This post was first written for and published by the Roar.
According to the players in the WBBL village, there is plenty to do. There’s a golf simulator, table tennis, a barista and plenty of delicious food, but for Courtney Neale, one thing is missing.
“I am trying to get a therapy dog or therapy dogs into the hub,” Neale says.
“While I think I have a couple of people on board, I’m not sure it is logistically possible.”
Despite the absence of a therapy dog and Neale missing her own four-legged friend, Theodore – who is back in Victoria, FaceTiming his mum every chance he gets – the Melbourne Renegades player is enjoying her time in the village.
After being part of the Renegades squad last year, Neale didn’t get any match time, so this season she has a rare opportunity not only to get to know her own teammates, but also players from other squads.
“With the travelling the squads did in the past, you didn’t get as much time off the field with your teammates,” says Neale.
“In the hub, I think everyone is getting really close and hopefully all this extra bonding shows on the field too.”
The 22-year-old is also making plenty of new friends at breakfast.
“Yesterday I was talking to Grace Harris about how to play 500. In the past that wouldn’t have happened,” she says.
“I do quite like Grace. She is unique, like I am. I’m probably not as unique as Grace, but I always enjoy what she has to say.”
The fast bowler may not have had any match time in WBBL05 but that certainly isn’t the case this year.
Neale made her debut against the Stars on Saturday and while wet weather meant that the game ended without a result, Neale snared the key wicket of Elyse Villani with her first ball.
“I was quite surprised. Happily surprised and excited,” says Neale.
“I wasn’t expecting it at all. I remember turning around and appealing to the umpire. I was appealing toward him with my eyes to put his finger up and he did.”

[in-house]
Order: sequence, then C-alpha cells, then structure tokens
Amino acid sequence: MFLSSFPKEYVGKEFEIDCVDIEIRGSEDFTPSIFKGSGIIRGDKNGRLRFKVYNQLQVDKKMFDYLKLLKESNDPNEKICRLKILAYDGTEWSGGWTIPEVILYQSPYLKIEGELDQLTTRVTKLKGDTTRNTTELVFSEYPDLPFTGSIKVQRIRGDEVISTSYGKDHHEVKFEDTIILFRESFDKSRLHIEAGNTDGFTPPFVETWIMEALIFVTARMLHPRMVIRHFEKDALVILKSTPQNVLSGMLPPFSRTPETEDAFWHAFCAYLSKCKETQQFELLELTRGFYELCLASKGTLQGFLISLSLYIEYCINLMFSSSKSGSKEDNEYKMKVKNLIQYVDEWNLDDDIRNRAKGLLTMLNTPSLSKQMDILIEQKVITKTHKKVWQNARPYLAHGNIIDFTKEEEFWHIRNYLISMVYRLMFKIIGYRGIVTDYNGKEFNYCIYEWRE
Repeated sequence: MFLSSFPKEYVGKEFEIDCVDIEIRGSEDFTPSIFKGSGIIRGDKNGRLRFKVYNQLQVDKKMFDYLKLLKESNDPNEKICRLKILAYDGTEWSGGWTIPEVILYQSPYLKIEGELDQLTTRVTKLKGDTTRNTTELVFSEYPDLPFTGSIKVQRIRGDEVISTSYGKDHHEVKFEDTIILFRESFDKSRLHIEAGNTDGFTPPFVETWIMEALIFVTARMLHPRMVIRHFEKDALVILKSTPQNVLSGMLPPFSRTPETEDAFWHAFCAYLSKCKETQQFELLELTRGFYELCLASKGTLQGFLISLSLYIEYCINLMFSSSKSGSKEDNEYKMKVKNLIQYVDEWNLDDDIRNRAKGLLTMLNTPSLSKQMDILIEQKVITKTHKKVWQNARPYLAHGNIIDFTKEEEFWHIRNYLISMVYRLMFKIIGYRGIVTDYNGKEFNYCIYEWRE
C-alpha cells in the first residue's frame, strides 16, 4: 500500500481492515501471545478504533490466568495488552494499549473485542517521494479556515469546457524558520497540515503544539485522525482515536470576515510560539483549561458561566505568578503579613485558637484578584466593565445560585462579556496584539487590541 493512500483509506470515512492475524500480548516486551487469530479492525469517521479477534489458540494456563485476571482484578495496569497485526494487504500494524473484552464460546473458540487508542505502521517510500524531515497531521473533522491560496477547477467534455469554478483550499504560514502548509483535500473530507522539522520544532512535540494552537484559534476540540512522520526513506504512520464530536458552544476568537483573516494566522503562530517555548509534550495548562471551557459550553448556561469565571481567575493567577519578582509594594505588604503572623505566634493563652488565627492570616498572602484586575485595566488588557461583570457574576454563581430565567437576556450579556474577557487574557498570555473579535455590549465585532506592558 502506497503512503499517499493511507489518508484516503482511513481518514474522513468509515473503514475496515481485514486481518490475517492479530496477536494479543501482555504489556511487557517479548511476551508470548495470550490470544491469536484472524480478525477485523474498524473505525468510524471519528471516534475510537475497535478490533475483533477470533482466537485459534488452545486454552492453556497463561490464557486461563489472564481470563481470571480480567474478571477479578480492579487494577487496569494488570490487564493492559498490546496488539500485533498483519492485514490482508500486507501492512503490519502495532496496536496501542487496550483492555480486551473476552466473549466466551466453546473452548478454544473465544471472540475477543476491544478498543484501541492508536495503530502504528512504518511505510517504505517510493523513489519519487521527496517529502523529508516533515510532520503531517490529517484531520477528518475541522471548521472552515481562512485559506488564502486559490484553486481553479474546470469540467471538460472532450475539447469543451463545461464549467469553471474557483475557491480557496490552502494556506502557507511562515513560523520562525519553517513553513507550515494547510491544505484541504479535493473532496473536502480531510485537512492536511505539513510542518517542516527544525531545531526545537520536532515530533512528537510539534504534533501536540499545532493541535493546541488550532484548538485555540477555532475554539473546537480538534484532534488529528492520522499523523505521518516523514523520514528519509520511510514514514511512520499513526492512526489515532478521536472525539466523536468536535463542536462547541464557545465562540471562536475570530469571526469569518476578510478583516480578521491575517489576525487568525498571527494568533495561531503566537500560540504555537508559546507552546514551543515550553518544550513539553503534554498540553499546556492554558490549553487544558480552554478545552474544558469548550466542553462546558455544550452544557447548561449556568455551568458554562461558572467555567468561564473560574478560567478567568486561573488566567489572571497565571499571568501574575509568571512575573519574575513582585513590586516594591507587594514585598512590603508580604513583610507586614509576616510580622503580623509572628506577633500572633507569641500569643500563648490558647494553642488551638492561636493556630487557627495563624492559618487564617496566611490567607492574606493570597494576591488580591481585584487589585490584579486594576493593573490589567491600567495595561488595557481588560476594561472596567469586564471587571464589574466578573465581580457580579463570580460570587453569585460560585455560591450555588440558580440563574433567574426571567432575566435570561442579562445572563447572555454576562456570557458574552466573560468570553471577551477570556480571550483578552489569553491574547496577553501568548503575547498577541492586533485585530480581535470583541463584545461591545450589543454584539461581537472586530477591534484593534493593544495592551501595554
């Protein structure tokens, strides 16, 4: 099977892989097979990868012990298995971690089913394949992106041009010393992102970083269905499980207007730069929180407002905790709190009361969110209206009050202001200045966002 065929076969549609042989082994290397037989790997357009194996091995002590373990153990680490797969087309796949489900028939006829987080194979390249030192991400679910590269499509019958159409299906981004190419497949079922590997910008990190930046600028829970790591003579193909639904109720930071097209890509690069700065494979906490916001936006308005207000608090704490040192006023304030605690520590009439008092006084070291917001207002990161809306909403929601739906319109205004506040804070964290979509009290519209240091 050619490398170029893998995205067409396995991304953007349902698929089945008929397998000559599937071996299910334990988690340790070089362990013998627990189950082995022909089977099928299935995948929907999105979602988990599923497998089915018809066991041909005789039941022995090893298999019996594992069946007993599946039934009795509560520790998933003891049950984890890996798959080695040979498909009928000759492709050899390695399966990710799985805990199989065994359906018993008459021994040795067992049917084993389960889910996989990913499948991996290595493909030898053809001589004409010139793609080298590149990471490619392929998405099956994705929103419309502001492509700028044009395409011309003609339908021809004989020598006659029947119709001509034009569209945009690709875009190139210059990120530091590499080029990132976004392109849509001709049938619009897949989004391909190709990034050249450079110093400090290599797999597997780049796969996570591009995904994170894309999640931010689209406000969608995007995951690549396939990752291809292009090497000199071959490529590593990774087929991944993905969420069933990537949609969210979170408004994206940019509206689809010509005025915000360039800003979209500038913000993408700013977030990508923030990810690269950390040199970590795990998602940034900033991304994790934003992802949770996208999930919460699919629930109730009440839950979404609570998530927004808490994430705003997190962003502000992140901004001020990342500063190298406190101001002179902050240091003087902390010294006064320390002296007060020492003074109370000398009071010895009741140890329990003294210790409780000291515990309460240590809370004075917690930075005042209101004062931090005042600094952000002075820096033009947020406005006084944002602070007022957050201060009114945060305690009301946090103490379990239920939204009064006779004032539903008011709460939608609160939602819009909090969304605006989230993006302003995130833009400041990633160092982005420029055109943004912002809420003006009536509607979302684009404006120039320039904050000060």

But unfortunately, the pandemic means wicket celebrations look a little bit different this year.
“I ran over to Courtney Webb to celebrate. I went to jump on her and she ran away from me yelling, ‘you can’t do that,’” says Neale.
“There was a lot going on in the moment. A lot of emotion, so much so that I almost forgot about the protocols.
“It’s a rule and it is there for a reason, but it is different when you are wound up in the competitiveness of the moment. I am glad Webby backed away, because I probably would have gone for it.”
In the past, the Renegades certainly had a reputation for being a young side. But fortunately, that youth has stayed with the team, so over the first six years of the WBBL we have seen cricketers like Georgia Wareham, Molly Strano and Sophie Molineux become regulars in the Australian line-up.
The experience of these players, along with the likes of Lea Tahuhu, sees the Renegades in a good position to challenge for the title this year.
The squad also welcomed Amy Satterthwaite back after a year away from elite cricket to give birth to baby Grace.
According to Neale, Satterthwaite has slotted right back into the squad:
“There is that underlying respect because of her cricket knowledge and who she is as a person.
“The fact that she has had a baby, taken a year off and returned to her national team and into the WBBL says a lot about how good she is as a cricketer.
“Because of women like her, it might not be such a rare occurrence that women have children and come back into the game.”
The return of Satterthwaite also means that the Renegades have a new cheersquad member, with mums Satterthwaite and Tahuhu here for the WBBL, Grace has entered the hub with them and has many doting aunties in the village to help look after her.
“She is actually one of the best-behaved babies I have ever come across,” says Neale.
“She is so low maintenance, it is ridiculous. They have an angel of a child there.”
Given how challenging the lockdown was in Victoria, Neale is thrilled to have the opportunity to play some cricket this summer. But home is never far from her and her Victorian teammates’ thoughts.
“If you look at the results in the Super Netball and the NRL, it’s almost like one of the two teams from Victoria have to win this year,” she says.
And of course, if she had to pick one of the two teams it would be the Renegades.
“A lot of us are feeling relieved to be out of Victoria, but we are having physical and mental challenges in the hub just because it is such a different world to the one we normally live in.
“It definitely has its pros and cons, but the good outweigh the bad, especially if we get to play some cricket.”
The Melbourne Renegades take on the Perth Scorchers at 2:30pm (AEST) this Saturday, 31 October at Drummoyne Oval.